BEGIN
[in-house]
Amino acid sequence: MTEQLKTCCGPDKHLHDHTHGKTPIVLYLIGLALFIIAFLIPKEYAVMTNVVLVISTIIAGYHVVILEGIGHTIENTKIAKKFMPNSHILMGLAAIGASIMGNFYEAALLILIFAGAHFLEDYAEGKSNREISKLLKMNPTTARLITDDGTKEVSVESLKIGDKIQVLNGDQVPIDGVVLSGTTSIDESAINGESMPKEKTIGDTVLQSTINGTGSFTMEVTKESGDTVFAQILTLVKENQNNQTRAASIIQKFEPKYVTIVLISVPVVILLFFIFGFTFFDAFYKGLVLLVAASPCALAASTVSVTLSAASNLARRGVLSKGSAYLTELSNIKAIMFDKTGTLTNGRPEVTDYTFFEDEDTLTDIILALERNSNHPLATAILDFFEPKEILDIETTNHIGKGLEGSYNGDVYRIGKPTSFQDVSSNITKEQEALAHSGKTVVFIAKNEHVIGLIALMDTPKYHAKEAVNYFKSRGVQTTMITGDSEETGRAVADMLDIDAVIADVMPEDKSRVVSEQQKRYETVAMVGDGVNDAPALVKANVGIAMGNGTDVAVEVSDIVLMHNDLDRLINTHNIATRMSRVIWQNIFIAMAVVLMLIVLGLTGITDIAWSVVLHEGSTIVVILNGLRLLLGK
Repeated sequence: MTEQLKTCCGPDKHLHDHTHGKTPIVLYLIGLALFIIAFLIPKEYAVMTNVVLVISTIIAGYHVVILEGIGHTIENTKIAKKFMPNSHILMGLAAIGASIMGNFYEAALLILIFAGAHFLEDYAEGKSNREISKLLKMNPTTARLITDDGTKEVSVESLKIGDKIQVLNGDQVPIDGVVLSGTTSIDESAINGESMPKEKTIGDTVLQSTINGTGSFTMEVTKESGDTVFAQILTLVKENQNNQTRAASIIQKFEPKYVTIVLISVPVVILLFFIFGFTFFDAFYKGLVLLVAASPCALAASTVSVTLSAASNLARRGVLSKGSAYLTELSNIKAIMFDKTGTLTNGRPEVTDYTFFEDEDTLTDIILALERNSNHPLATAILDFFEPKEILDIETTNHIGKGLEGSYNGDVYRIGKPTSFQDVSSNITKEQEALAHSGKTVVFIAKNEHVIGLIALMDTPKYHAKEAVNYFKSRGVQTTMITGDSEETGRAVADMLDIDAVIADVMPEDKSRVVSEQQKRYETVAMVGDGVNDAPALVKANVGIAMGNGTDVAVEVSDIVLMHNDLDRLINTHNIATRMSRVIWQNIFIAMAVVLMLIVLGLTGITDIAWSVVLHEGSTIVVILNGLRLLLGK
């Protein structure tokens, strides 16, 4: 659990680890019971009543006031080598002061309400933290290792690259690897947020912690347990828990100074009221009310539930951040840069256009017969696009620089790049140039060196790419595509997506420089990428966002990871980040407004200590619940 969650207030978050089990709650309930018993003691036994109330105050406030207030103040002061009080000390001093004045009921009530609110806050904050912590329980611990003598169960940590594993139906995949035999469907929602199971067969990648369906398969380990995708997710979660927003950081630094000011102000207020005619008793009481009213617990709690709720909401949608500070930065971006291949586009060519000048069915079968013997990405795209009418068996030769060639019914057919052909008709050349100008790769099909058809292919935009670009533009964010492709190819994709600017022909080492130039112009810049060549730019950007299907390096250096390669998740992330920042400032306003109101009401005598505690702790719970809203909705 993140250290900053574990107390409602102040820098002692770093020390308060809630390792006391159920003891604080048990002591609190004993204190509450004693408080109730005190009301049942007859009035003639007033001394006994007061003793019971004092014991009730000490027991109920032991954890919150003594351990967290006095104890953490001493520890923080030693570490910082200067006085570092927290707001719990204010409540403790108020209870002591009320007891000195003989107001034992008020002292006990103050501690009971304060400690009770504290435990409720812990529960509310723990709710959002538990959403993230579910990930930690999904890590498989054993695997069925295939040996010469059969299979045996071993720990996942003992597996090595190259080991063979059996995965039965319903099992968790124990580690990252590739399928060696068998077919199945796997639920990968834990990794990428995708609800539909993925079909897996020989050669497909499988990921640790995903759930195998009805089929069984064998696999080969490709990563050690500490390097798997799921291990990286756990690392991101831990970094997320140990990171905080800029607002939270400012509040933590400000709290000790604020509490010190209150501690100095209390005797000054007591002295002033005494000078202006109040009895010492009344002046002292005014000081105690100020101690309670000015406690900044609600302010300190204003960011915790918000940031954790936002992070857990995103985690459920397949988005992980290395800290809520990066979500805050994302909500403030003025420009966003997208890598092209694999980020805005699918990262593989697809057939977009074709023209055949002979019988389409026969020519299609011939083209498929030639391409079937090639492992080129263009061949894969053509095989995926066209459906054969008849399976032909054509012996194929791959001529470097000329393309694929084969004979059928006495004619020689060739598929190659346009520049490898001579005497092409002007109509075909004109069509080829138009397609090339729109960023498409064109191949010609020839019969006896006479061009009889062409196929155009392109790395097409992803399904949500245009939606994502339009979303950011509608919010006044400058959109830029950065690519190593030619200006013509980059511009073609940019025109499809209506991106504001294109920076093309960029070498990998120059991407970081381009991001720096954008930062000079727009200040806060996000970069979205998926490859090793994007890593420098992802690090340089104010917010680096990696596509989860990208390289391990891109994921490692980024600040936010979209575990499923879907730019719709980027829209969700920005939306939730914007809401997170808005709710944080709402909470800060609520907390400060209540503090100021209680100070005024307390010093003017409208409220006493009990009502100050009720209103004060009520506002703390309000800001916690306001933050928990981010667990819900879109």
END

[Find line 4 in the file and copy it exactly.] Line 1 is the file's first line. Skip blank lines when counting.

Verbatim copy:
């Protein structure tokens, strides 16, 4: 659990680890019971009543006031080598002061309400933290290792690259690897947020912690347990828990100074009221009310539930951040840069256009017969696009620089790049140039060196790419595509997506420089990428966002990871980040407004200590619940 969650207030978050089990709650309930018993003691036994109330105050406030207030103040002061009080000390001093004045009921009530609110806050904050912590329980611990003598169960940590594993139906995949035999469907929602199971067969990648369906398969380990995708997710979660927003950081630094000011102000207020005619008793009481009213617990709690709720909401949608500070930065971006291949586009060519000048069915079968013997990405795209009418068996030769060639019914057919052909008709050349100008790769099909058809292919935009670009533009964010492709190819994709600017022909080492130039112009810049060549730019950007299907390096250096390669998740992330920042400032306003109101009401005598505690702790719970809203909705 993140250290900053574990107390409602102040820098002692770093020390308060809630390792006391159920003891604080048990002591609190004993204190509450004693408080109730005190009301049942007859009035003639007033001394006994007061003793019971004092014991009730000490027991109920032991954890919150003594351990967290006095104890953490001493520890923080030693570490910082200067006085570092927290707001719990204010409540403790108020209870002591009320007891000195003989107001034992008020002292006990103050501690009971304060400690009770504290435990409720812990529960509310723990709710959002538990959403993230579910990930930690999904890590498989054993695997069925295939040996010469059969299979045996071993720990996942003992597996090595190259080991063979059996995965039965319903099992968790124990580690990252590739399928060696068998077919199945796997639920990968834990990794990428995708609800539909993925079909897996020989050669497909499988990921640790995903759930195998009805089929069984064998696999080969490709990563050690500490390097798997799921291990990286756990690392991101831990970094997320140990990171905080800029607002939270400012509040933590400000709290000790604020509490010190209150501690100095209390005797000054007591002295002033005494000078202006109040009895010492009344002046002292005014000081105690100020101690309670000015406690900044609600302010300190204003960011915790918000940031954790936002992070857990995103985690459920397949988005992980290395800290809520990066979500805050994302909500403030003025420009966003997208890598092209694999980020805005699918990262593989697809057939977009074709023209055949002979019988389409026969020519299609011939083209498929030639391409079937090639492992080129263009061949894969053509095989995926066209459906054969008849399976032909054509012996194929791959001529470097000329393309694929084969004979059928006495004619020689060739598929190659346009520049490898001579005497092409002007109509075909004109069509080829138009397609090339729109960023498409064109191949010609020839019969006896006479061009009889062409196929155009392109790395097409992803399904949500245009939606994502339009979303950011509608919010006044400058959109830029950065690519190593030619200006013509980059511009073609940019025109499809209506991106504001294109920076093309960029070498990998120059991407970081381009991001720096954008930062000079727009200040806060996000970069979205998926490859090793994007890593420098992802690090340089104010917010680096990696596509989860990208390289391990891109994921490692980024600040936010979209575990499923879907730019719709980027829209969700920005939306939730914007809401997170808005709710944080709402909470800060609520907390400060209540503090100021209680100070005024307390010093003017409208409220006493009990009502100050009720209103004060009520506002703390309000800001916690306001933050928990981010667990819900879109």